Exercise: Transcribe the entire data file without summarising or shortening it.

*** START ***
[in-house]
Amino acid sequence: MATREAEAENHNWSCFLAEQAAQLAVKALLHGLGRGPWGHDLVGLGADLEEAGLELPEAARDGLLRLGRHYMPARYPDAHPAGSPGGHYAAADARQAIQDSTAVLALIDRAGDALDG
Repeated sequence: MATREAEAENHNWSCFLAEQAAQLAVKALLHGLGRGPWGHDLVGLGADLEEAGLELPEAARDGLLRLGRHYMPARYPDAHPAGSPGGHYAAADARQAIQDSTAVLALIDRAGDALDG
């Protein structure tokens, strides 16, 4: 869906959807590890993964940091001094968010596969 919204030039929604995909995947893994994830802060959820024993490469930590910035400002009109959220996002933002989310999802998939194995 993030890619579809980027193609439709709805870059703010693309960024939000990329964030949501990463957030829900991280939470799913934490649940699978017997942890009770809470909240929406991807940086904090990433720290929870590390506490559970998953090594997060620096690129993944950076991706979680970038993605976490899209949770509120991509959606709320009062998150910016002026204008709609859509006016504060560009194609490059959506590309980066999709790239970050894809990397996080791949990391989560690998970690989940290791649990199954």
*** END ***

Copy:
[in-house]
Amino acid sequence: MATREAEAENHNWSCFLAEQAAQLAVKALLHGLGRGPWGHDLVGLGADLEEAGLELPEAARDGLLRLGRHYMPARYPDAHPAGSPGGHYAAADARQAIQDSTAVLALIDRAGDALDG
Repeated sequence: MATREAEAENHNWSCFLAEQAAQLAVKALLHGLGRGPWGHDLVGLGADLEEAGLELPEAARDGLLRLGRHYMPARYPDAHPAGSPGGHYAAADARQAIQDSTAVLALIDRAGDALDG
């Protein structure tokens, strides 16, 4: 869906959807590890993964940091001094968010596969 919204030039929604995909995947893994994830802060959820024993490469930590910035400002009109959220996002933002989310999802998939194995 993030890619579809980027193609439709709805870059703010693309960024939000990329964030949501990463957030829900991280939470799913934490649940699978017997942890009770809470909240929406991807940086904090990433720290929870590390506490559970998953090594997060620096690129993944950076991706979680970038993605976490899209949770509120991509959606709320009062998150910016002026204008709609859509006016504060560009194609490059959506590309980066999709790239970050894809990397996080791949990391989560690998970690989940290791649990199954």